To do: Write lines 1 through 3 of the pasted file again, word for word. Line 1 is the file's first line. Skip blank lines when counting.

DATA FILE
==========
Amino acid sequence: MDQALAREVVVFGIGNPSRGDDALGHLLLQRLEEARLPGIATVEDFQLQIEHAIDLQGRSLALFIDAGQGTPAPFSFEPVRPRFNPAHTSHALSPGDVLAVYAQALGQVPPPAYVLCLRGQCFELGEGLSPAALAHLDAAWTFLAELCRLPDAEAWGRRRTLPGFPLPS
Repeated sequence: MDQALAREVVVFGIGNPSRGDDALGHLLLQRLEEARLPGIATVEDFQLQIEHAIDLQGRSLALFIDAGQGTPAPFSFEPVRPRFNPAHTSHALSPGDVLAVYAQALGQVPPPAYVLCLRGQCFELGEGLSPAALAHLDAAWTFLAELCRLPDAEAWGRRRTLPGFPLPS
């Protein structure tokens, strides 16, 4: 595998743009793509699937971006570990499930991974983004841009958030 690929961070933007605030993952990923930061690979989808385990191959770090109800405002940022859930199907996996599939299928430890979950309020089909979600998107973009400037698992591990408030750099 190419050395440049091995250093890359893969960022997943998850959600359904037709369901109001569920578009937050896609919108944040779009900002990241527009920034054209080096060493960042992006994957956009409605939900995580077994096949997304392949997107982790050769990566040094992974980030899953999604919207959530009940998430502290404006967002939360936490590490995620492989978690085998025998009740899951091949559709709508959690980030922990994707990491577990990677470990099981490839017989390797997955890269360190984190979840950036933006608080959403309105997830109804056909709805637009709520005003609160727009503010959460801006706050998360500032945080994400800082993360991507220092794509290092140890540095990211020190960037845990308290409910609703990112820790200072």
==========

Amino acid sequence: MDQALAREVVVFGIGNPSRGDDALGHLLLQRLEEARLPGIATVEDFQLQIEHAIDLQGRSLALFIDAGQGTPAPFSFEPVRPRFNPAHTSHALSPGDVLAVYAQALGQVPPPAYVLCLRGQCFELGEGLSPAALAHLDAAWTFLAELCRLPDAEAWGRRRTLPGFPLPS
Repeated sequence: MDQALAREVVVFGIGNPSRGDDALGHLLLQRLEEARLPGIATVEDFQLQIEHAIDLQGRSLALFIDAGQGTPAPFSFEPVRPRFNPAHTSHALSPGDVLAVYAQALGQVPPPAYVLCLRGQCFELGEGLSPAALAHLDAAWTFLAELCRLPDAEAWGRRRTLPGFPLPS
């Protein structure tokens, strides 16, 4: 595998743009793509699937971006570990499930991974983004841009958030 690929961070933007605030993952990923930061690979989808385990191959770090109800405002940022859930199907996996599939299928430890979950309020089909979600998107973009400037698992591990408030750099 190419050395440049091995250093890359893969960022997943998850959600359904037709369901109001569920578009937050896609919108944040779009900002990241527009920034054209080096060493960042992006994957956009409605939900995580077994096949997304392949997107982790050769990566040094992974980030899953999604919207959530009940998430502290404006967002939360936490590490995620492989978690085998025998009740899951091949559709709508959690980030922990994707990491577990990677470990099981490839017989390797997955890269360190984190979840950036933006608080959403309105997830109804056909709805637009709520005003609160727009503010959460801006706050998360500032945080994400800082993360991507220092794509290092140890540095990211020190960037845990308290409910609703990112820790200072």